M² Performance Reports
In the quest to hold repair shops to a higher standard, at the end of 2021 M2 Circuits introduced a standard performance report. The performance report contains all of the relevant specifications of your equipment like reference output levels, distortion, noise and more. Every repair and alignment comes standard with a report. This ensures that the unit is thoroughly tested before being marked complete.
With the majority of hifi and studio equipment the following parameters are tested:
- Total Harmonic Distortion
- Signal to Noise Ratio
- Frequency Response
When it comes to reel to reels and cassette decks there a few more pieces of information required for an accurate depiction of a unit’s performance. These include:
- Reference Fluxivity
- Record Wow and Flutter
- Play Frequency Response
- Record Frequency Response
- Record Bias Settings
- Optimal Record Speed
The frequency response graphs that come with the standard report are plotted by hand using spot frequencies. For all units, except 2-head cassette decks, an audio analyzer plot can be provided upon request. Tests are completed using a Ferrograph RTS2 Recorder Test Set and a Quantasylum QA401 Audio Analyzer.
Here are a few notes to clarify some of the specs on the performance report.
Record Wow & Flutter (W&F)
The W&F figure given in most, if not all service manuals and brochures is for playback only. When recording a tape the W&F figure is normally twice as high than the given figure by the manufacturer.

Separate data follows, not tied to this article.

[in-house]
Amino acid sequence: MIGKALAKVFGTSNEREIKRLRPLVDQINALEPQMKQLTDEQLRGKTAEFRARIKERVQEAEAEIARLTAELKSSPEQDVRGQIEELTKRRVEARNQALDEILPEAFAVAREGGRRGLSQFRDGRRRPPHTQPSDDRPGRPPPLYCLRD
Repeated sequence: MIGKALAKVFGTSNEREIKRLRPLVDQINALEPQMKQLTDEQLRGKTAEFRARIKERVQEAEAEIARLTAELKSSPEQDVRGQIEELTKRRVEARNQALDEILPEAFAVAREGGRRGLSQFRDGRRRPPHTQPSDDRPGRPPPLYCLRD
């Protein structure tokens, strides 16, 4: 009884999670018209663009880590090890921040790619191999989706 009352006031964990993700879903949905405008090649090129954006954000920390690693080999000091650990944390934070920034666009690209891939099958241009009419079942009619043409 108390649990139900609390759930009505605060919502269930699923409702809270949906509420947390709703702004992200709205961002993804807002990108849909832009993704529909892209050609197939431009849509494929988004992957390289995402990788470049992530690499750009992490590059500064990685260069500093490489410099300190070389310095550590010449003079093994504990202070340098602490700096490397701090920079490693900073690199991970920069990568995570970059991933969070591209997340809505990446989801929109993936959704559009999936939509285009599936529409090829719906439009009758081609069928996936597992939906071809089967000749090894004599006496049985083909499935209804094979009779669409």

Therefore, we give the the Peak Record W&F. This is a more accurate number than just playback, as most people use their tape recorders to record tapes! W&F is measured by sending a 3kHz sine wave to a tape deck, recording it, and playing it back to see how much the frequency varies. A Ferrograph RTS2 Recorder Test Set is used to measure the peak W&F.
Play Frequency Response
The play frequency response of a tape recorder has to be plotted by hand, as we use the response section of the test tape to measure it. Unfortunately, test tapes only give spot tones at specific frequencies. This gives the graphs a “blocky” look since there are no data points available between the tones.
One thing to note, is the bass response on the playback graphs. Full track test tapes suffer from something known as fringing, which makes the bass response look bloated – often giving values of +4dB above the reference level at frequencies below 100Hz. This is why in all service manuals it is recommended to make low frequency playback adjustments while in record mode. A quote from the MRL test tape document on fringing, “When the recorded track is wider than the reproducing head core, the reproducer will show the low-frequency boost mentioned above due to fringing.”(Choosing and Using MRL Calibration Tapes)